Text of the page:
An excellent source of calcium and protein, to build strong bones and muscles, the solid flesh that sustains our earthly frame, cheese clouds have a delicate flavor, almost as though you were feeding on air. What a dietary paradox! You can dollop them on crackers, substitute them in recipes that call for mozzarella or mascarpone, garnish them in salads, and serve them with cocktails as a finger food. You can eat them from a bowl, like a healthy snack. Lift them gently on a teaspoon, but be careful not to let them float away.
The Marquis de Chastellux wrote of a meal he had at the Bullion Tavern in Basking Ridge, New Jersey: “Our supper was very good. Only bread was lacking, but inquiring of us what sort we wanted, in an hour’s time they served us what we asked for. This speed will appear less extraordinary if one knows that in America biscuits, which are easily kneaded and baked in half an hour, often take the place of bread. Possibly one might tire of them, but I always found them to my taste.”
In the 1780s, when Chastellux wrote, biscuits achieved lightness through labor, by beating air into dough with a mallet, or by adding quick yeast. In the 1790s, refined potash was introduced. Potassium carbonate, called pearlash, and sodium bicarbonate, called saleratus, transformed baking. Amelia Simmons published recipes that called for pearlash in 1796 her book American Cookery.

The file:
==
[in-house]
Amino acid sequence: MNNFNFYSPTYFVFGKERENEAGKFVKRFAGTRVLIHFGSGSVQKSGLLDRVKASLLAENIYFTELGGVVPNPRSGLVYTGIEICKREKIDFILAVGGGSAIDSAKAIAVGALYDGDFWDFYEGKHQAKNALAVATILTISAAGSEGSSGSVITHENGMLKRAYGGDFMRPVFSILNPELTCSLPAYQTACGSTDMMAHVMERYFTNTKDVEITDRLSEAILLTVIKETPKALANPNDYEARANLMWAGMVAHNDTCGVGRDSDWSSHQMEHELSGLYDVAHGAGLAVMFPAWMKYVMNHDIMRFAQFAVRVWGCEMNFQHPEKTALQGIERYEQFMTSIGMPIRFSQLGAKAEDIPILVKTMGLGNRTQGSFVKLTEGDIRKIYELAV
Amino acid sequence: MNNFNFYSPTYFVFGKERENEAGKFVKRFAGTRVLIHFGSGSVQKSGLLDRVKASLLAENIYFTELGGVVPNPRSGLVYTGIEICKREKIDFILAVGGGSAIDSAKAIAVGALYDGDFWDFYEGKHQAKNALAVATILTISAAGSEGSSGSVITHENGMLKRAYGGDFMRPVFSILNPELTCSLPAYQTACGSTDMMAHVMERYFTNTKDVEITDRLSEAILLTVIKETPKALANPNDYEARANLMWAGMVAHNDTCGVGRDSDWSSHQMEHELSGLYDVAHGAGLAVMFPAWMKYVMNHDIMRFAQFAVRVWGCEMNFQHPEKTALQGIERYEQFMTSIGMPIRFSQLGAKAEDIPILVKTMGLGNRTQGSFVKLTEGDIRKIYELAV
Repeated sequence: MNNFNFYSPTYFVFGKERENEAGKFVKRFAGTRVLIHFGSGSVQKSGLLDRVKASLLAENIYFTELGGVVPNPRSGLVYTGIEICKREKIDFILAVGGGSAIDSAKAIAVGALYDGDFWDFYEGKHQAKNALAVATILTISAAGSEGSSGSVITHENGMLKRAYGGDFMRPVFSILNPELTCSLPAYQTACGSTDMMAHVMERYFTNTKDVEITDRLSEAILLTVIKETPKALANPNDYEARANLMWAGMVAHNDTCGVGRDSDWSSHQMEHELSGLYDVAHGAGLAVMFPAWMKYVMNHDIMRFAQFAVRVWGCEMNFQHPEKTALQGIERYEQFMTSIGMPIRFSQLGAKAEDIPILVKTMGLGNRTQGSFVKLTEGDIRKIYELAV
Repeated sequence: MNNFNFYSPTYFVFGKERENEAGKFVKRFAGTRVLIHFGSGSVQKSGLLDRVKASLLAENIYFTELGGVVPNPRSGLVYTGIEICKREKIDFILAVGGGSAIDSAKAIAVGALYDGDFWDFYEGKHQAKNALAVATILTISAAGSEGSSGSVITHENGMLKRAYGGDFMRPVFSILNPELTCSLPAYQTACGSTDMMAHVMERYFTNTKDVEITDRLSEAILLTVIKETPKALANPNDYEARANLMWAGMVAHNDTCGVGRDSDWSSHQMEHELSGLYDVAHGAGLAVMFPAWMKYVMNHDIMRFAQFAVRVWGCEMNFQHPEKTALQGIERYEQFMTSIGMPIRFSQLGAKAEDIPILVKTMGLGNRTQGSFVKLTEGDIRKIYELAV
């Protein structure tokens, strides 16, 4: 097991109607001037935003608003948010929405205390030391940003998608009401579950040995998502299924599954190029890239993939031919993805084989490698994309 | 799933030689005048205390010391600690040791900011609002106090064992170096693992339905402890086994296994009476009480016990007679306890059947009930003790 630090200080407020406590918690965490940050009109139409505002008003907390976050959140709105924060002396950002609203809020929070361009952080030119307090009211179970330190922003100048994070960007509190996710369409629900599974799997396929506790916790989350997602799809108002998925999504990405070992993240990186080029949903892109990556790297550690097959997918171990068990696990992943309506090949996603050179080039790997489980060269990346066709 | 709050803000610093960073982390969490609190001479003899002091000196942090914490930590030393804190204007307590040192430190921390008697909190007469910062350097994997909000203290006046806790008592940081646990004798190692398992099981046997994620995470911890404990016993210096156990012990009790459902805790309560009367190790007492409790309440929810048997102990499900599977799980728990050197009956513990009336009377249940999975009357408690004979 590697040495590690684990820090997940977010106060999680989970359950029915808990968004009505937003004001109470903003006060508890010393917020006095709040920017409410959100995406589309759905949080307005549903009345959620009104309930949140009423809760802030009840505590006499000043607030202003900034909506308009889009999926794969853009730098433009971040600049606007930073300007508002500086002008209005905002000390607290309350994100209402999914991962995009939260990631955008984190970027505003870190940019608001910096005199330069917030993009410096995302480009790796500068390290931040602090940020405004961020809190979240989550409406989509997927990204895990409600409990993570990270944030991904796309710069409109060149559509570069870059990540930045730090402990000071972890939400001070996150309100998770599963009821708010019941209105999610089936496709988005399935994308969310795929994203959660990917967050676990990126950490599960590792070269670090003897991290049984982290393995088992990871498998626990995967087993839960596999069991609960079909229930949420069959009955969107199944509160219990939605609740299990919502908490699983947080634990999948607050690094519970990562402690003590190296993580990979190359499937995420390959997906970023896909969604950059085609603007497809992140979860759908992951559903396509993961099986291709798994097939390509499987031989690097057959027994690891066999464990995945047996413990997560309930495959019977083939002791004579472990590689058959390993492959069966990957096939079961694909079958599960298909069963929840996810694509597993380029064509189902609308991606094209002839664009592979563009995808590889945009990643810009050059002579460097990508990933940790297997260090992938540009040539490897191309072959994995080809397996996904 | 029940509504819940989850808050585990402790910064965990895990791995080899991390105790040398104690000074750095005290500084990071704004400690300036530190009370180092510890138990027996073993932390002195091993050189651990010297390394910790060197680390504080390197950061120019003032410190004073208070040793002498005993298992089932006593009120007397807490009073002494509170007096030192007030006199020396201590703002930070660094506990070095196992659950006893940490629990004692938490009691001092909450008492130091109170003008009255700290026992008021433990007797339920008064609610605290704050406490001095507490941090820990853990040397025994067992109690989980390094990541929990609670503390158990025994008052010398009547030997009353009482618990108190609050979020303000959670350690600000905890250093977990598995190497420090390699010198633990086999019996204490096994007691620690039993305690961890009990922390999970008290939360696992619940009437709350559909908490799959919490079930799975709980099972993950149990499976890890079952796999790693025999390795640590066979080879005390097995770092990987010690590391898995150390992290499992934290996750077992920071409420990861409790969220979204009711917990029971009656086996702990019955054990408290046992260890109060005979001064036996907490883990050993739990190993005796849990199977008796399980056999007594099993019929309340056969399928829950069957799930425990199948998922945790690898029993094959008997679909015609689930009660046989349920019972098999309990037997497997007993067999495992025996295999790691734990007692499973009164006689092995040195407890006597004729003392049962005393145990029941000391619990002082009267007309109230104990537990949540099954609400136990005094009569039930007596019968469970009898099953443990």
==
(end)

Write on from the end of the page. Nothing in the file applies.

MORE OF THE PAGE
In the 1850s, commercial baking powder first appeared from Preston and Merrill of Boston. In 1857, Professor E. N. Horsford of Harvard University developed a formula for phosphate powder. “Horsford’s Bread Preparation” saved time and effort. It also reduced the chance of failure in the kitchen. Biscuits, pancakes, tea cakes, and breakfast rolls all derived lightness from this chemical reaction of acid and alkali, which releases carbon dioxide in dough.
Advances in milling wheat flour removed impurities and yielded a smooth texture. Like a Platonic idea or a geometrical asymptote, white bread achieved transcendence in the early 1900s. An indispensable item on American menus, biscuits became the bread of heaven.
Author’s Statement on Beauty
For the most part, we read in silence, like someone half asleep. We part our lips in fear, smile at a happy outcome, weep for the heroine, or snarl in disgust at the villain. Yet without our consent, the words we read resound in our heads. A moment comes when that inner sound—rhythm, cadence, alliteration, long and short vowels—rings perfectly true and wrings meaning from the words. Then the book feels light in our hands. We rise on an incoming tide. We hold on to the book for dear life. We never think of calling for help, content to float in the beauty of literature.
Robert Boucheron is an architect in Charlottesville, Virginia. His short stories and essays appear in Fiction International, London Journal of Fiction, New Haven Review, Poydras Review, Short Fiction (UK) and The Short Story (UK). His plays were performed in 2016 in Concord, NC and Detroit, MI. More at: robertboucheron.com.